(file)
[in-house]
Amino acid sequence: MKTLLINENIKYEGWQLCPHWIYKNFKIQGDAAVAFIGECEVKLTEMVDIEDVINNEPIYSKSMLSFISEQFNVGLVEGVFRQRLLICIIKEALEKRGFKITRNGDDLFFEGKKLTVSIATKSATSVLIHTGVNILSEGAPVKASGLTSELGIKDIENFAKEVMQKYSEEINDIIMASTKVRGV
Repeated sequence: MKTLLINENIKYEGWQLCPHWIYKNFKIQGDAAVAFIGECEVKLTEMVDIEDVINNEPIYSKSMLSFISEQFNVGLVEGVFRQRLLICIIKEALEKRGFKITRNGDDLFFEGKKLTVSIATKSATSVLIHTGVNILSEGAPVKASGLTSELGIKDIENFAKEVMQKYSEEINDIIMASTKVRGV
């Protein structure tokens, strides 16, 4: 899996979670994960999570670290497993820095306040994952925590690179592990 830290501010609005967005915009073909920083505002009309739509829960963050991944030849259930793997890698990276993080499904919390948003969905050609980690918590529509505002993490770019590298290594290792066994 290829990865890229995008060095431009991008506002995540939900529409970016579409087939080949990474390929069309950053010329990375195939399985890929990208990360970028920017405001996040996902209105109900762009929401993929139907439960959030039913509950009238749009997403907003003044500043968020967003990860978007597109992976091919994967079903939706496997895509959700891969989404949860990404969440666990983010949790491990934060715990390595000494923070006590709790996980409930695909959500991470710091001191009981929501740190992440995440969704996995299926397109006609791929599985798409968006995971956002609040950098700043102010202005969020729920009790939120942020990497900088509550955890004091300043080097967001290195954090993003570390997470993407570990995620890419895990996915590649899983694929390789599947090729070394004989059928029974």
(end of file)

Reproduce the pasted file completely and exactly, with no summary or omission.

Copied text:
[in-house]
Amino acid sequence: MKTLLINENIKYEGWQLCPHWIYKNFKIQGDAAVAFIGECEVKLTEMVDIEDVINNEPIYSKSMLSFISEQFNVGLVEGVFRQRLLICIIKEALEKRGFKITRNGDDLFFEGKKLTVSIATKSATSVLIHTGVNILSEGAPVKASGLTSELGIKDIENFAKEVMQKYSEEINDIIMASTKVRGV
Repeated sequence: MKTLLINENIKYEGWQLCPHWIYKNFKIQGDAAVAFIGECEVKLTEMVDIEDVINNEPIYSKSMLSFISEQFNVGLVEGVFRQRLLICIIKEALEKRGFKITRNGDDLFFEGKKLTVSIATKSATSVLIHTGVNILSEGAPVKASGLTSELGIKDIENFAKEVMQKYSEEINDIIMASTKVRGV
């Protein structure tokens, strides 16, 4: 899996979670994960999570670290497993820095306040994952925590690179592990 830290501010609005967005915009073909920083505002009309739509829960963050991944030849259930793997890698990276993080499904919390948003969905050609980690918590529509505002993490770019590298290594290792066994 290829990865890229995008060095431009991008506002995540939900529409970016579409087939080949990474390929069309950053010329990375195939399985890929990208990360970028920017405001996040996902209105109900762009929401993929139907439960959030039913509950009238749009997403907003003044500043968020967003990860978007597109992976091919994967079903939706496997895509959700891969989404949860990404969440666990983010949790491990934060715990390595000494923070006590709790996980409930695909959500991470710091001191009981929501740190992440995440969704996995299926397109006609791929599985798409968006995971956002609040950098700043102010202005969020729920009790939120942020990497900088509550955890004091300043080097967001290195954090993003570390997470993407570990995620890419895990996915590649899983694929390789599947090729070394004989059928029974």